"Scott will unveil his spending blueprint at a private luncheon of Tea Party activists, then at a Tea Party rally Monday afternoon in Eustis [in Lake County], a small Central Florida city that's about 190 miles from his Capitol office in Tallahassee. As many as 7,000 people have indicated they'll show up, organizers say." "Gov. Rick Scott to present budget proposal at Eustis Tea Party rally".
"Scott's plan to compel public employees ... to kick in as much as 5 percent of their paychecks into their pensions is causing quite a bit of angst."
This is particularly true of teachers, who traditionally earn modest salaries offset by a broad benefits package, but also state workers, many of whom have not received pay raises in years."Battle shaping up over pension proposal". See also "Scott unveiling Fla. budget plan at tea party bash".
The proposal is included in the budget that Scott will unveil Monday at a rally of tea party supporters in the Lake County community of Eustis.
Employees say the pension measure is the equivalent of a pay cut.
Bits and Pieces
Kevin Derby's "Political Bits and Pieces".
"Like Jeb Bush, Scott is given to hyperbole"
Randy Schultz: "On Monday, when Gov. Scott announces his budget, expect to hear the word "bold" or something like that. Maybe more than once. Like Jeb Bush, Rick Scott is given to hyperbole."
Whatever the language, it takes money. Investment. Bringing people who will bring big research grants that bring big innovations, all of which brings jobs in big numbers."Can Florida engineer the state's new economy?".
Gov. Scott focuses on taxes and regulations, and you don't want to be a state that repels companies because of either. But Silicon Valley became Silicon Valley in high-tax California, where politics seem to incubate in the faculty lounge at Berkeley. Massachusetts has been called Tax-achusetts, but it has MIT, Harvard and all the other universities in and around Boston, a cluster that created the Route 128 Corridor, the Bay State's Silicon Valley.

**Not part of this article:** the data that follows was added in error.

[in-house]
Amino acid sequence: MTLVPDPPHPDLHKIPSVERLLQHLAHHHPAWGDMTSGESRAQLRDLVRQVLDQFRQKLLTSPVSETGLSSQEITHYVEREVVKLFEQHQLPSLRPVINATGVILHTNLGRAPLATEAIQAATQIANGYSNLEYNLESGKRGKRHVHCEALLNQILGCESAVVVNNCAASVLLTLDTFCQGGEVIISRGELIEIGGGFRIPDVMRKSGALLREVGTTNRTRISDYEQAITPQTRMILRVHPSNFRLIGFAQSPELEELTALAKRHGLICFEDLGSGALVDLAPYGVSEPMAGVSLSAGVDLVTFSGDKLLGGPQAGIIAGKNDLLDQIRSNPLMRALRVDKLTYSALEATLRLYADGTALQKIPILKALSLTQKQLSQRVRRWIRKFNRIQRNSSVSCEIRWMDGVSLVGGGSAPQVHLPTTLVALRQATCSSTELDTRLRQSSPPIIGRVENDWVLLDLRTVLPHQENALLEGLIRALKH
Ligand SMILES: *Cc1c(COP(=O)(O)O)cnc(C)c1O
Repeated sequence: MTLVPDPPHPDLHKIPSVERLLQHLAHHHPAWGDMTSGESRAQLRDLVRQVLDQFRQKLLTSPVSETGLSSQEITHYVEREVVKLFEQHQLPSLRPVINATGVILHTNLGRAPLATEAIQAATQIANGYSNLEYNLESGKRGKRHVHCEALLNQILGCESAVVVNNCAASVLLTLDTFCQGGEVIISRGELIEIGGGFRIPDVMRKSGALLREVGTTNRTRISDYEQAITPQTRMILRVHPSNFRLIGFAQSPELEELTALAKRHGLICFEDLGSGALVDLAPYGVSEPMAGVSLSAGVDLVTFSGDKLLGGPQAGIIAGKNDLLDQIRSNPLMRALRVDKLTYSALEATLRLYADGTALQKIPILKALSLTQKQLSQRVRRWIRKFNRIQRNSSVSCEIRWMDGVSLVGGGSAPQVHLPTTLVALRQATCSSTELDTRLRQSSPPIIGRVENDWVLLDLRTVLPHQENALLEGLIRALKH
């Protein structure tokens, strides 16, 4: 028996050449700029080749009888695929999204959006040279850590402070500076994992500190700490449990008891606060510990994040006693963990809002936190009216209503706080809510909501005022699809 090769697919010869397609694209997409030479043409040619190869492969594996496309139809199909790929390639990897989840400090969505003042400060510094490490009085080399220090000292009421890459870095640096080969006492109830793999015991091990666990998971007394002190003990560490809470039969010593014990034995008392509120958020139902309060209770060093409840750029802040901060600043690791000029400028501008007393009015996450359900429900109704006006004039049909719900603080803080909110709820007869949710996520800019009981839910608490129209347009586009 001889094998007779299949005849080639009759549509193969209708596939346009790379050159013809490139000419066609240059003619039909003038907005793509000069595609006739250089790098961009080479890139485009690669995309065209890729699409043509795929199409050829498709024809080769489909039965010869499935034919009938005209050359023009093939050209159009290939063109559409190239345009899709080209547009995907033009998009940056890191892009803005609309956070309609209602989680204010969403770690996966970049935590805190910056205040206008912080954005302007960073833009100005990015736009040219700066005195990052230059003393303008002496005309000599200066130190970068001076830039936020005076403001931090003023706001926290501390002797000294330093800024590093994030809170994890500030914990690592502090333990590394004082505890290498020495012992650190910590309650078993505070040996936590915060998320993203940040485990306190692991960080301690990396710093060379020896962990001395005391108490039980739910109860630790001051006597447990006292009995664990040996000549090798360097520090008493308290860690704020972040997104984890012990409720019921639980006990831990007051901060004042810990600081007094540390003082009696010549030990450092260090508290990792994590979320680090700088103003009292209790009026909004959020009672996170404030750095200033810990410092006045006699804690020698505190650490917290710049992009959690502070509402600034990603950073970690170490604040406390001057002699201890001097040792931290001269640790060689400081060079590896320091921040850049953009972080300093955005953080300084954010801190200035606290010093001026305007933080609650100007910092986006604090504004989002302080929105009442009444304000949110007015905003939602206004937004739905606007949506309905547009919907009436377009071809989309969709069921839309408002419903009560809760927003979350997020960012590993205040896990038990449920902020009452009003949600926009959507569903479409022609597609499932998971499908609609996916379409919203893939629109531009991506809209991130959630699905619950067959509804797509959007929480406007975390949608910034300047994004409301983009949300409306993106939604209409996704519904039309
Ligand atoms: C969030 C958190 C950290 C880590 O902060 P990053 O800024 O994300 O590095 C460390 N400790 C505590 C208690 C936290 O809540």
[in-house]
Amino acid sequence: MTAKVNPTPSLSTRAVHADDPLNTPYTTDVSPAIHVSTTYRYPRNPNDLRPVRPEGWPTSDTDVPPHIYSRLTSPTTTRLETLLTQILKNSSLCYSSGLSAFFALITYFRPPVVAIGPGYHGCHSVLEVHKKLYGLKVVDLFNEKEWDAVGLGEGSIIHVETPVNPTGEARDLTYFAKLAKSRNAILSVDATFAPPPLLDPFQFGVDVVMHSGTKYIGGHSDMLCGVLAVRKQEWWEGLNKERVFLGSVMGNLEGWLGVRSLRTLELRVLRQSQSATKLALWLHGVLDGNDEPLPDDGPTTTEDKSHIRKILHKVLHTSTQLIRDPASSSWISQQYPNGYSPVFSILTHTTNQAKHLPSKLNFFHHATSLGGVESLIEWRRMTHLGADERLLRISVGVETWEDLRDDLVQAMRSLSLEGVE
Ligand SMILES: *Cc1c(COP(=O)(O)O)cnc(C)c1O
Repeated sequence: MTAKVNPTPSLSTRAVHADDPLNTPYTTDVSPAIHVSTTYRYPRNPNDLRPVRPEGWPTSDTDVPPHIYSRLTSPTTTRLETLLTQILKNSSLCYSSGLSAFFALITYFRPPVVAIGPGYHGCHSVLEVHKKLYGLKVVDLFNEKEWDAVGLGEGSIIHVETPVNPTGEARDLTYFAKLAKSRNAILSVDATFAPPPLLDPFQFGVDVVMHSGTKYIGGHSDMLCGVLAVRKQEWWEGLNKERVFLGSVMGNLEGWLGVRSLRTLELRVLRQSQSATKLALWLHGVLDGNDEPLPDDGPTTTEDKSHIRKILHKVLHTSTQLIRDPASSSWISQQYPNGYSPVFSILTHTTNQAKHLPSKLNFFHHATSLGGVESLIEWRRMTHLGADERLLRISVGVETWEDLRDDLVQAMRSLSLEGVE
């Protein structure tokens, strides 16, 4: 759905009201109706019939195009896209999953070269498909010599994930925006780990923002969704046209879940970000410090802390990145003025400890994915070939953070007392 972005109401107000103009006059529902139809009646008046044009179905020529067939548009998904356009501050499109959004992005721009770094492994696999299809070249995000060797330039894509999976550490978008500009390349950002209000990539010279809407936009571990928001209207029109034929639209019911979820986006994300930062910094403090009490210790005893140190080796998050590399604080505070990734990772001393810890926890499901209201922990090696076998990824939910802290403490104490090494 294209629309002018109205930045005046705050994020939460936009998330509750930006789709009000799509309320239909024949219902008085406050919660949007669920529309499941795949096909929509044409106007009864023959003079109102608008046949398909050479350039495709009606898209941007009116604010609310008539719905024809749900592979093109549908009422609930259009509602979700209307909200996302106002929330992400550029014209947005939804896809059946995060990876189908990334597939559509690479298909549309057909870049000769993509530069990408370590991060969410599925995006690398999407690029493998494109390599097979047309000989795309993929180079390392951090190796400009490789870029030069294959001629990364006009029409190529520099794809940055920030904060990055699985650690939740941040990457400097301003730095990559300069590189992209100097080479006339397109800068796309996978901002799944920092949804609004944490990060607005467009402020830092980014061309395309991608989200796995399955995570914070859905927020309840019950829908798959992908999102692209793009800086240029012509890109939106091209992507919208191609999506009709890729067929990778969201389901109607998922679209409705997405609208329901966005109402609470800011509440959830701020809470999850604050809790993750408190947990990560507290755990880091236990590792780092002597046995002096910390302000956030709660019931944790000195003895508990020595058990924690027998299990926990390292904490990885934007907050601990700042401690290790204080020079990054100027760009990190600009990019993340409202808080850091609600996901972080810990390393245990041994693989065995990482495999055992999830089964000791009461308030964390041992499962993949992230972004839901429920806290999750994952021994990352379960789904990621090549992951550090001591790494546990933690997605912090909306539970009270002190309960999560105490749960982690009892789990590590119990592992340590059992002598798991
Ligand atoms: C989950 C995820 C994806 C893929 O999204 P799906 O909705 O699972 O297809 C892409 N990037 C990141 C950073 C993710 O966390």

Jeb Bush likes the label "education governor," but focusing education on a standardized test wasn't "bold." It was dumb.
"A proposal touted by Gov. Rick Scott to radically expand school vouchers is unlikely to gain any traction in the state Legislature anytime soon, key lawmakers say." "Legislators unlikely to act on Scott's plan to expand vouchers".
See you in Havana
"Florida airports preparing for demand for flights to Cuba".
Florida's shameful rate of uninsured kids
The Sun Sentinel editors: "The Washington-based health policy reform foundation's analysis ranked how well states and the District of Columbia guaranteed that kids receive effective health care. Rankings were based on things like state insurance-coverage rates, infant mortality and childhood obesity rates."
Over the past decade, a significant national expansion in children's health coverage reduced the number of states saddled with uninsured-kid rates of 16 percent or more from 11 to three. Florida's among the lagging trio with a shameful uninsured rate of 17.8, trailing only Texas' 18 percent."Florida rates poorly on national survey of children's health needs".
This, courtesy of the free-market "values" crowd, that has controlled Tallahassee for more than a dozen years.
Ricky's "questionable" corporate tax giveaway
"If Gov. Rick Scott succeeds in phasing out Florida's corporate income tax, it will mark a fundamental shift in the philosophy that has guided the state's tax policy for the last 40 years."
Florida voters approved the tax in 1972, after then-Gov. Reubin Askew had promoted it as a way to help shift the financial burden from everyday citizens to corporations while providing more money for important state programs like schools.Much more here: "For Florida firms, a reversal of tax fortune?".
Now Scott is pushing to eliminate it, saying the tax is a drag on business and job growth. He frames it as part of a relentless initiative to reduce taxes, government spending and regulations and make Florida the top economic development state.
"No company in this country is even going to consider doing business in another state," Scott said last week as he promoted his tax-cutting plans.
Scott will reveal his tax-cutting plan details along with the rest of his 2012 spending plan today. But in general, he wants to phase out the 5.5 percent corporate income tax over the next seven years, starting with a 2.5 percent cut this year. Scott contends that will help the more than 1 million jobless Floridians by generating economic growth.